- a place of everlasting service (Rev 22:3)
- a place of abundant life (John 10:10; 1 Tim. 4:8; Rev 22:1-2)
- a place of overflowing joy (1 Tim. 6:17; Luke 15:10)
- a place of grand reunion (1 Thess. 4:13-18) – “Christians never say a final good-bye; rather, it’s ‘so long – I’ll see you there.’”
- a place of incredible beauty (1 Cor. 2:9; Rev 21:18-21)
- a place of eternal rest (Rev 14:13)
- a place of eternal reward (1 Cor. 3:12-14)
- a place of indescribable glory (Rom 8:18)
[NOTE – I’m especially grateful to God for Dr. Norman Geisler’s, Systematic Theology – Volume 4, pages 298 and following on the Nature of Heaven.]
Most assuredly my sweet and precious daughter deserves all of these things! These are all things that I know she would want. They are all things that I want for her, yet these are precisely the things that I am incapable of giving to her. Only God, the source of every good and perfect gift (James 1:17) is capable of providing the pathway to these things. As difficult as it is for me to write, I’m in fact blessed that she has these things now and wasn’t required to suffer the trials and tribulations of life before they were given to her.
I think that also explains the emotion, the reasons why we say those things. When we say our loved one didn’t deserve this, I think what we’re trying to say is that we don’t deserve this. What did we do to earn the pain and suffering that we must now endure because of the fact that she is no longer with us? It’s at this point that I’m forced to think again about the Cross. When Jesus cried out, “My God, My God, Why have you forsaken me?” (Matthew 27:46) I suspect He knew that He wasn’t forsaken. He’s God. How could He forsake Himself? It’s the same plea from David in Psalm 22:1 that was recorded centuries before Jesus was hung outside Jerusalem. It’s the same plea of my heart as I sit next to her grave and wonder why He welcomed her home and left me longing to be with her again. It was Jesus in His humanity feeling the pain of separation as God dealt with the problem of sin once and for all thus enabling us today to so boldly proclaim:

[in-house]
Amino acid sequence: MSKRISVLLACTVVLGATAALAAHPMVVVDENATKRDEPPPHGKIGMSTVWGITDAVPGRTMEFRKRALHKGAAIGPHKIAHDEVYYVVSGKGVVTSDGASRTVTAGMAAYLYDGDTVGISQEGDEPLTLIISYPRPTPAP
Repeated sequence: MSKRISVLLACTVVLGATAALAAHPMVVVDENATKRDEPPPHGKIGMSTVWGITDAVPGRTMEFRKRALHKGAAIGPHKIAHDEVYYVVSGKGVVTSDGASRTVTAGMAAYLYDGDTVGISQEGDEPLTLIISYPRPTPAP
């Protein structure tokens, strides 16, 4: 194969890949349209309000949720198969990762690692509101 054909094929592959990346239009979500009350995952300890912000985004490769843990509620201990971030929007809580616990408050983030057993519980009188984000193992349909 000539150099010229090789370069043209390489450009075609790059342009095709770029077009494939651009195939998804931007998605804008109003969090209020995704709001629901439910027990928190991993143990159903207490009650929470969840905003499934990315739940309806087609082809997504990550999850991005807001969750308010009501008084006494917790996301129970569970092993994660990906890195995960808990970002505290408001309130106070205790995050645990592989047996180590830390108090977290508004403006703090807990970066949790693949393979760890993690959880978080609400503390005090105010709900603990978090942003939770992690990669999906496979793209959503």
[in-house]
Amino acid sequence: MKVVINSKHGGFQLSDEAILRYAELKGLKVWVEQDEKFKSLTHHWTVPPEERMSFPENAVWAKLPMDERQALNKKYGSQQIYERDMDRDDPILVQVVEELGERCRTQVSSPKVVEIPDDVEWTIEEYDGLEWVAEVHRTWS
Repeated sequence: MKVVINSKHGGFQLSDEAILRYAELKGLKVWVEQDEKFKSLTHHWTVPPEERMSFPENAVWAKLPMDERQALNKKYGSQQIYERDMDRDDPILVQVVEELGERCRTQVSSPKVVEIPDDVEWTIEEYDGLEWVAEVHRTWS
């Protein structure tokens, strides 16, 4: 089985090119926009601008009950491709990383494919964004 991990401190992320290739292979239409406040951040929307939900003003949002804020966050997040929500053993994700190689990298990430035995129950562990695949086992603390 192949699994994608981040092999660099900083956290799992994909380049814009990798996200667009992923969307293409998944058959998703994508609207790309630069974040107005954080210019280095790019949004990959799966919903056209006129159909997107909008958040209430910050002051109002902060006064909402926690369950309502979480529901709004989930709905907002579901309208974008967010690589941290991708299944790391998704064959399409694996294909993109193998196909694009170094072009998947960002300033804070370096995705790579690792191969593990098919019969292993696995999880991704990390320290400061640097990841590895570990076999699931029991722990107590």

“Blessed be the God and Father of our Lord Jesus Christ, who according to His great mercy has caused us to be born again to a living hope through the resurrection of Jesus Christ from the dead, to obtain an inheritance which is imperishable and undefiled and will not fade away, reserved in heaven for you, who are protected by the power of God through faith for a salvation ready to be revealed in the last time. In this you greatly rejoice, even though now for a little while, if necessary, you have been distressed by various trials, so that the proof of your faith, being more precious than gold which is perishable, even though tested by fire, may be found to result in praise and glory and honor at the revelation of Jesus Christ; and though you have not seen Him, you love Him, and though you do not see Him now, but believe in Him, you greatly rejoice with joy inexpressible and full of glory, obtaining as the outcome of your faith the salvation of your souls.” (1 Peter 1:3-9)
A few months after our daughter, Sarah, died a very wise woman said to me that Sarah was so lucky to already be sitting at the feet of Jesus worshipping while we worship from afar. This woman pointed out to me (in much the same way you do here) that my sadness was not for Sarah but for myself. That helped change my outlook. I now rejoice in knowing that our perfect baby girl is in Heaven and I will see her again.